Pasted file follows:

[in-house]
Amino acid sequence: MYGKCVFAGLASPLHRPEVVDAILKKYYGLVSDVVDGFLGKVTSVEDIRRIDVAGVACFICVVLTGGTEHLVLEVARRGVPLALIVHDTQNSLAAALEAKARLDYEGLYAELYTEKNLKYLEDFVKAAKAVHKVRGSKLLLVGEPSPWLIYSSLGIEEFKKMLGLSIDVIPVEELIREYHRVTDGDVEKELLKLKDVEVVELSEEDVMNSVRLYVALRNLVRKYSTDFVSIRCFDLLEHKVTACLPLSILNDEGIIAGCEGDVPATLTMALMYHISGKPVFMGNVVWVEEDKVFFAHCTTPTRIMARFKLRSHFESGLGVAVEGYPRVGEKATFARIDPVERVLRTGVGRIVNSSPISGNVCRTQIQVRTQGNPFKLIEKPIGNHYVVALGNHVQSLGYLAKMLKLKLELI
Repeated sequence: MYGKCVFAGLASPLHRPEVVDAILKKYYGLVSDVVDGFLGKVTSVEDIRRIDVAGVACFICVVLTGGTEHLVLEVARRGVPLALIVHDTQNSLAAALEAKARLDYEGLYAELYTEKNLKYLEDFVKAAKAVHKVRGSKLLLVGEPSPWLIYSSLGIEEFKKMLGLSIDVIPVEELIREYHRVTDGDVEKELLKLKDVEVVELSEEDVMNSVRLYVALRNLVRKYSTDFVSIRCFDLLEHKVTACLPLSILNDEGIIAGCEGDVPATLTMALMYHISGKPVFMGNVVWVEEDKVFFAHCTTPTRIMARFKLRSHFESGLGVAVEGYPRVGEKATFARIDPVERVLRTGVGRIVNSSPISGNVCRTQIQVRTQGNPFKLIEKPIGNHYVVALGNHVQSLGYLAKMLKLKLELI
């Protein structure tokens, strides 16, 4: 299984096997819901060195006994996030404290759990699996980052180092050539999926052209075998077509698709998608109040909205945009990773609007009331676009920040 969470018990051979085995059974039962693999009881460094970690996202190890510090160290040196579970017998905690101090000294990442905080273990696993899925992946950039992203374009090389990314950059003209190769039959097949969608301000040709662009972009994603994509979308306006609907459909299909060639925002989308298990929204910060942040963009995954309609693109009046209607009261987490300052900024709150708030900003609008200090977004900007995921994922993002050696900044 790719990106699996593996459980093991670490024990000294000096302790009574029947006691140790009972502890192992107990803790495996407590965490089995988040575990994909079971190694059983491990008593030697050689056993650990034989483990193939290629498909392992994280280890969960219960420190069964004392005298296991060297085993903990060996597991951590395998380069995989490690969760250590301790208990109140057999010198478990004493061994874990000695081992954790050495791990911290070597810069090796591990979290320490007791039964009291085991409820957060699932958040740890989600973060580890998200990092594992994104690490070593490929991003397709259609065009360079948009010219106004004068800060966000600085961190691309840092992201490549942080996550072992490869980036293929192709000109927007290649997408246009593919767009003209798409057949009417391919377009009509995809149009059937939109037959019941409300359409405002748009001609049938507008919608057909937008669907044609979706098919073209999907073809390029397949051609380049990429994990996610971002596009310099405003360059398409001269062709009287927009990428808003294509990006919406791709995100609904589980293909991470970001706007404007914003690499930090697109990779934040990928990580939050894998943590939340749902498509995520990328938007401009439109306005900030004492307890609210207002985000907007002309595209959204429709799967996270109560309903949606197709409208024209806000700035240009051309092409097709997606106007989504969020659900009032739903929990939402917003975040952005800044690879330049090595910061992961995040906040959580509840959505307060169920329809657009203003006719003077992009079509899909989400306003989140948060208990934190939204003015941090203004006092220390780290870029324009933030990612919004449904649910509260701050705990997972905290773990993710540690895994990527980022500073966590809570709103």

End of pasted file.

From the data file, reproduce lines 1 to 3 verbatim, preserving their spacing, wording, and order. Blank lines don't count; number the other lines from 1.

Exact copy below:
[in-house]
Amino acid sequence: MYGKCVFAGLASPLHRPEVVDAILKKYYGLVSDVVDGFLGKVTSVEDIRRIDVAGVACFICVVLTGGTEHLVLEVARRGVPLALIVHDTQNSLAAALEAKARLDYEGLYAELYTEKNLKYLEDFVKAAKAVHKVRGSKLLLVGEPSPWLIYSSLGIEEFKKMLGLSIDVIPVEELIREYHRVTDGDVEKELLKLKDVEVVELSEEDVMNSVRLYVALRNLVRKYSTDFVSIRCFDLLEHKVTACLPLSILNDEGIIAGCEGDVPATLTMALMYHISGKPVFMGNVVWVEEDKVFFAHCTTPTRIMARFKLRSHFESGLGVAVEGYPRVGEKATFARIDPVERVLRTGVGRIVNSSPISGNVCRTQIQVRTQGNPFKLIEKPIGNHYVVALGNHVQSLGYLAKMLKLKLELI
Repeated sequence: MYGKCVFAGLASPLHRPEVVDAILKKYYGLVSDVVDGFLGKVTSVEDIRRIDVAGVACFICVVLTGGTEHLVLEVARRGVPLALIVHDTQNSLAAALEAKARLDYEGLYAELYTEKNLKYLEDFVKAAKAVHKVRGSKLLLVGEPSPWLIYSSLGIEEFKKMLGLSIDVIPVEELIREYHRVTDGDVEKELLKLKDVEVVELSEEDVMNSVRLYVALRNLVRKYSTDFVSIRCFDLLEHKVTACLPLSILNDEGIIAGCEGDVPATLTMALMYHISGKPVFMGNVVWVEEDKVFFAHCTTPTRIMARFKLRSHFESGLGVAVEGYPRVGEKATFARIDPVERVLRTGVGRIVNSSPISGNVCRTQIQVRTQGNPFKLIEKPIGNHYVVALGNHVQSLGYLAKMLKLKLELI